Michelle Obama Explains How To Achieve The Perfect, Non-Judgmental 'Mom Face'

Plus, more words of parenting wisdom from Obama's interview with Tracee Ellis Ross.
LOS ANGELES, CA - MAY 05: Former First Lady of The United States Michelle Obama at The United State of Women Summit 2018 - Day 1 on May 5, 2018 in Los Angeles, California. (Photo by Rodin Eckenroth/Getty Images) Photo, Rodin Eckenroth/Getty Images.

Everyone's favourite First Lady disappointed a huge crowd over the weekend in announcing she has no plans to run for office. Michelle Obama was in conversation with Tracee Ellis Ross on Saturday at the United State of Women Summit in Los Angeles, and when Ross asked her about her political plans, Obama responded by saying that she doesn't have any. That's because Obama doesn't think a single candidate can change the state of politics — but what she does think about a lot is how to influence people in her own life, particularly her daughters, Malia and Sasha.

"I said I’m mom-in-chief and a lot of women ridiculed me for that, [but] the first, most important job I have is who my girls are going to be," said Obama. "If I can't get them right, I can’t get y'all kids right, I can't work for anybody else.”

And I mean, who wouldn't want Michelle Obama to be their mom?

In their 40-minute conversation, Obama dropped some serious wisdom on how she helped shape her daughters, the lessons she learned from her own mother and what fathers should be doing to support their daughter's dreams.

How she taught her kids to become who they want to be

"Life is practice ... I tell my girls this every day. You are practising who you are gonna be. So if you're getting up late and you're trifling, and you're not getting your homework done, that's what you're practising," Obama says. "Do you want to be dependable? Then you have to be dependable. If you want people to trust you then you have to be trustworthy... Practise who you want to be every single day."

The lesson she learned from her mother

"The mother that I am today is a direct result of Marian Robinson," Obama says. "The thing she always said that I remember is that, she told me and my brothers, 'I wasn't raising children, I was raising adults.' She practised treating us in the way she wanted us to be. She always talked to us like we had sense. She never used baby talk. She would ask you to explain yourself. She would include you in big grown-up conversations. There was never anything that she wouldn't talk to us about. "

She tries to be as open as possible with her girls – by controlling her 'mom face'


"I want them to talk to me about everything. So that means I gotta be  open, and I can't be judgemental. You have to get that 'mom face' right — it's like, 'Oh, did that happen? OK, tell me more.'  You're trying to not react so you get the good information ," she said, nodding with her eyes wide, demonstrating the ideal "mom face."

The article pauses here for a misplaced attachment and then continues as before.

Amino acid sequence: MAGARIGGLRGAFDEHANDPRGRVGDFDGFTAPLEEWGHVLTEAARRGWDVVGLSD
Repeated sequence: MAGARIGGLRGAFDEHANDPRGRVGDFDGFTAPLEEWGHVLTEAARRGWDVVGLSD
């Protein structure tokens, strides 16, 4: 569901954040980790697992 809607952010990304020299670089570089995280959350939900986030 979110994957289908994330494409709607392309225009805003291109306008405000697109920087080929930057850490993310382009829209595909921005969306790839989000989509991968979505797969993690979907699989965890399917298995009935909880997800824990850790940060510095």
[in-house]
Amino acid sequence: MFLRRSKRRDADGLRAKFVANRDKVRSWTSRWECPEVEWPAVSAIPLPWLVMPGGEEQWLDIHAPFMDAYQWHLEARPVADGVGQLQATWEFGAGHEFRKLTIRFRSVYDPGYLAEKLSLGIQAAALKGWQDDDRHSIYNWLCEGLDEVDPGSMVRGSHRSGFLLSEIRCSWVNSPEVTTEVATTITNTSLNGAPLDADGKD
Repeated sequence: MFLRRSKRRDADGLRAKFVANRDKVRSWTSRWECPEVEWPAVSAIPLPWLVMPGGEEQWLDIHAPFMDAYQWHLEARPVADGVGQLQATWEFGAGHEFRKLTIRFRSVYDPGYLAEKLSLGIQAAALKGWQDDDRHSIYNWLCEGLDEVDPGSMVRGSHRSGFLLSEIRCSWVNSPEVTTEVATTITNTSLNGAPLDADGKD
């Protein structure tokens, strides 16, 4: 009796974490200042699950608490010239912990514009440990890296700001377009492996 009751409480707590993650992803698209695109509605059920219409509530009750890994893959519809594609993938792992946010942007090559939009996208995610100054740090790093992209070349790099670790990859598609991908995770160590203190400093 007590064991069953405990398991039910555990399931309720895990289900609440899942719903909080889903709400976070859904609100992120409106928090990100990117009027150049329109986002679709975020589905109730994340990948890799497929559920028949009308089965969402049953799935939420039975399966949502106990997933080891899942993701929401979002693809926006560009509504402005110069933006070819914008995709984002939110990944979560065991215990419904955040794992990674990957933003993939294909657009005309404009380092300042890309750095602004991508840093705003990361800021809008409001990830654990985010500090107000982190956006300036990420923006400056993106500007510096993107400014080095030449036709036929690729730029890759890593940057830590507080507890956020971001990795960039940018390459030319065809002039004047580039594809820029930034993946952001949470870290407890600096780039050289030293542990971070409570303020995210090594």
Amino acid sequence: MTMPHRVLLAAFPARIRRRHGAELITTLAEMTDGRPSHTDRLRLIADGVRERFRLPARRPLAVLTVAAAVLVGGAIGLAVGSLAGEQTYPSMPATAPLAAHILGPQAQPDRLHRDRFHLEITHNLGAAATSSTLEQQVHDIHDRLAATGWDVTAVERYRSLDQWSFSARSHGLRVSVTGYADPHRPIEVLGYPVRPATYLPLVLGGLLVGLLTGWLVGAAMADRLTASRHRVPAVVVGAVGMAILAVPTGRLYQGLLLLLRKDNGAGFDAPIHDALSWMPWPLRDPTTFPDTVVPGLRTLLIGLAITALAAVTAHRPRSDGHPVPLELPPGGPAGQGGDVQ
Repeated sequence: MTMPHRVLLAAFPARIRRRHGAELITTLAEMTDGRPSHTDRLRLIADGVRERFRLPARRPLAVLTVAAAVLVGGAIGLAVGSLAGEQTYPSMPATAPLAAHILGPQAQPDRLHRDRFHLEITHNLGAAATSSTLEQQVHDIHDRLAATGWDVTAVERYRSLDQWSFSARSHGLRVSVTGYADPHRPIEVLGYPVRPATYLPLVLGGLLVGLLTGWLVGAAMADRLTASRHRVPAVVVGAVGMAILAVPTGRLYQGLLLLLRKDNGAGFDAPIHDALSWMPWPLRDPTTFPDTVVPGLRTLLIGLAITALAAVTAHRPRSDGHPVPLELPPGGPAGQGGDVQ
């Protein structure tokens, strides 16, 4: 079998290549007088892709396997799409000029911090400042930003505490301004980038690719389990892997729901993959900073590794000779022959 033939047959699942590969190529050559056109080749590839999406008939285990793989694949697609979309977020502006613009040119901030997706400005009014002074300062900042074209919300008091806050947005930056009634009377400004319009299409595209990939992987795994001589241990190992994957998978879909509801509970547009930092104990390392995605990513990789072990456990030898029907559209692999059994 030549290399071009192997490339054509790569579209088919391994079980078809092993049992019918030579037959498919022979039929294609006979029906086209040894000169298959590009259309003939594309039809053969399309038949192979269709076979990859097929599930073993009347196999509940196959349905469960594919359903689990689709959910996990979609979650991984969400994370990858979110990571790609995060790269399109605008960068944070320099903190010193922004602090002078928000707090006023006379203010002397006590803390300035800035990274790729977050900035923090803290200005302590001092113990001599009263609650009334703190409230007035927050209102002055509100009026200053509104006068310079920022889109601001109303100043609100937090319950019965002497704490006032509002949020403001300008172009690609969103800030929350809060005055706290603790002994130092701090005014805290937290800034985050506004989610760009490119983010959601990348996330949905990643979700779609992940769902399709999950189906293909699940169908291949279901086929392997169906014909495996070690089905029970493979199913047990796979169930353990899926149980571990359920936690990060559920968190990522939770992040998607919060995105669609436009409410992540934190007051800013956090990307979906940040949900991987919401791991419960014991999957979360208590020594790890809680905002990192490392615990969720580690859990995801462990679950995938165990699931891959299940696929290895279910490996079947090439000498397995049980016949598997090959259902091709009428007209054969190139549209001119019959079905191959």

And being open with her kids hopefully means they'll come to her for advice

"I try to tell Sasha and Malia, 'Do not go to other 14-year-olds for information, 'cause all you all are dumb — come to talk to me. You all know nothing. Don't be sitting around in your little crew figuring out life... Let’s just talk about it. Don't ask Olivia what she thinks about sex — she doesn’t know.'”

A message she has for fathers to help their daughters realize their dreams

"Men have an important role to play," she said. And it starts with men understanding that what they tell their daughters is possible is connected to how they act in the workplace.

"The times you are sitting at a table where there are no people of colour, no women — if you're tolerating that, that is the workplace that will be waiting for your little girl... You told her she can be anything. but then you're not working to make sure that that can be actualized. Men have to understand: things don't just work out for your little precious pea if you're not working for all of us."

A message for kids for who may not have a mom like her

“What I tell young kids is that all it takes is one good person... People are always looking for the good kids — they're looking for kids to mentor," she said. "You are born with an innate sense of what is possible — that gets either beaten out of you or it gets reinforced... When you know you're smart, you find the person who sees that in you."



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